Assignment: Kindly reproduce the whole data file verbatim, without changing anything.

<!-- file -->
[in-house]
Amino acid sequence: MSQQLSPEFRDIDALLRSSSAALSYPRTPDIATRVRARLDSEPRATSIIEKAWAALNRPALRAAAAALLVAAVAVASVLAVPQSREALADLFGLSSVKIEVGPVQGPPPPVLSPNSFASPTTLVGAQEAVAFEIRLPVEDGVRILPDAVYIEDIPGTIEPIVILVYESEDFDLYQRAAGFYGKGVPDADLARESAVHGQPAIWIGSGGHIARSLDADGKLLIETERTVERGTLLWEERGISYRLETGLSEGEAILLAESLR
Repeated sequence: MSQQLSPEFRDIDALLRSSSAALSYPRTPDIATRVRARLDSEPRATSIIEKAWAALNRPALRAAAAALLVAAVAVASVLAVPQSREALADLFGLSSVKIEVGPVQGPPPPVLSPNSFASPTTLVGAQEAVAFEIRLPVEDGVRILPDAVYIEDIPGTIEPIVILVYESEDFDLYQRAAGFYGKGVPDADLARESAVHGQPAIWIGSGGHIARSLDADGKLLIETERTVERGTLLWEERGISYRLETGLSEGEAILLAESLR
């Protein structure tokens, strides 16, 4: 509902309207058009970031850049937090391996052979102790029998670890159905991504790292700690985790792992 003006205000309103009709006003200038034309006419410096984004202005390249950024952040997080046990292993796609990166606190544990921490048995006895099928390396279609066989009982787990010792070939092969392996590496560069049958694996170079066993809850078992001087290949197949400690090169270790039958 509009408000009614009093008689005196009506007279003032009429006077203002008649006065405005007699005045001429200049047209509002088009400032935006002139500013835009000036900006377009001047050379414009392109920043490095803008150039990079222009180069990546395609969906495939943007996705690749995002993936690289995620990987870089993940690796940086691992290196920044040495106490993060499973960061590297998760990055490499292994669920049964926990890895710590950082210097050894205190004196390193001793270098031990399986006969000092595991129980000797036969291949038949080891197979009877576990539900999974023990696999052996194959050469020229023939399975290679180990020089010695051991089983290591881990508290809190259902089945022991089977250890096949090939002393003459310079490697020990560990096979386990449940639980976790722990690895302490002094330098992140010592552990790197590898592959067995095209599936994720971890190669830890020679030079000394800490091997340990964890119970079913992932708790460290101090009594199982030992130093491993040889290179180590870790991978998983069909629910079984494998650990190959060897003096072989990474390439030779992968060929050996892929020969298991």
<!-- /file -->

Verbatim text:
[in-house]
Amino acid sequence: MSQQLSPEFRDIDALLRSSSAALSYPRTPDIATRVRARLDSEPRATSIIEKAWAALNRPALRAAAAALLVAAVAVASVLAVPQSREALADLFGLSSVKIEVGPVQGPPPPVLSPNSFASPTTLVGAQEAVAFEIRLPVEDGVRILPDAVYIEDIPGTIEPIVILVYESEDFDLYQRAAGFYGKGVPDADLARESAVHGQPAIWIGSGGHIARSLDADGKLLIETERTVERGTLLWEERGISYRLETGLSEGEAILLAESLR
Repeated sequence: MSQQLSPEFRDIDALLRSSSAALSYPRTPDIATRVRARLDSEPRATSIIEKAWAALNRPALRAAAAALLVAAVAVASVLAVPQSREALADLFGLSSVKIEVGPVQGPPPPVLSPNSFASPTTLVGAQEAVAFEIRLPVEDGVRILPDAVYIEDIPGTIEPIVILVYESEDFDLYQRAAGFYGKGVPDADLARESAVHGQPAIWIGSGGHIARSLDADGKLLIETERTVERGTLLWEERGISYRLETGLSEGEAILLAESLR
């Protein structure tokens, strides 16, 4: 509902309207058009970031850049937090391996052979102790029998670890159905991504790292700690985790792992 003006205000309103009709006003200038034309006419410096984004202005390249950024952040997080046990292993796609990166606190544990921490048995006895099928390396279609066989009982787990010792070939092969392996590496560069049958694996170079066993809850078992001087290949197949400690090169270790039958 509009408000009614009093008689005196009506007279003032009429006077203002008649006065405005007699005045001429200049047209509002088009400032935006002139500013835009000036900006377009001047050379414009392109920043490095803008150039990079222009180069990546395609969906495939943007996705690749995002993936690289995620990987870089993940690796940086691992290196920044040495106490993060499973960061590297998760990055490499292994669920049964926990890895710590950082210097050894205190004196390193001793270098031990399986006969000092595991129980000797036969291949038949080891197979009877576990539900999974023990696999052996194959050469020229023939399975290679180990020089010695051991089983290591881990508290809190259902089945022991089977250890096949090939002393003459310079490697020990560990096979386990449940639980976790722990690895302490002094330098992140010592552990790197590898592959067995095209599936994720971890190669830890020679030079000394800490091997340990964890119970079913992932708790460290101090009594199982030992130093491993040889290179180590870790991978998983069909629910079984494998650990190959060897003096072989990474390439030779992968060929050996892929020969298991």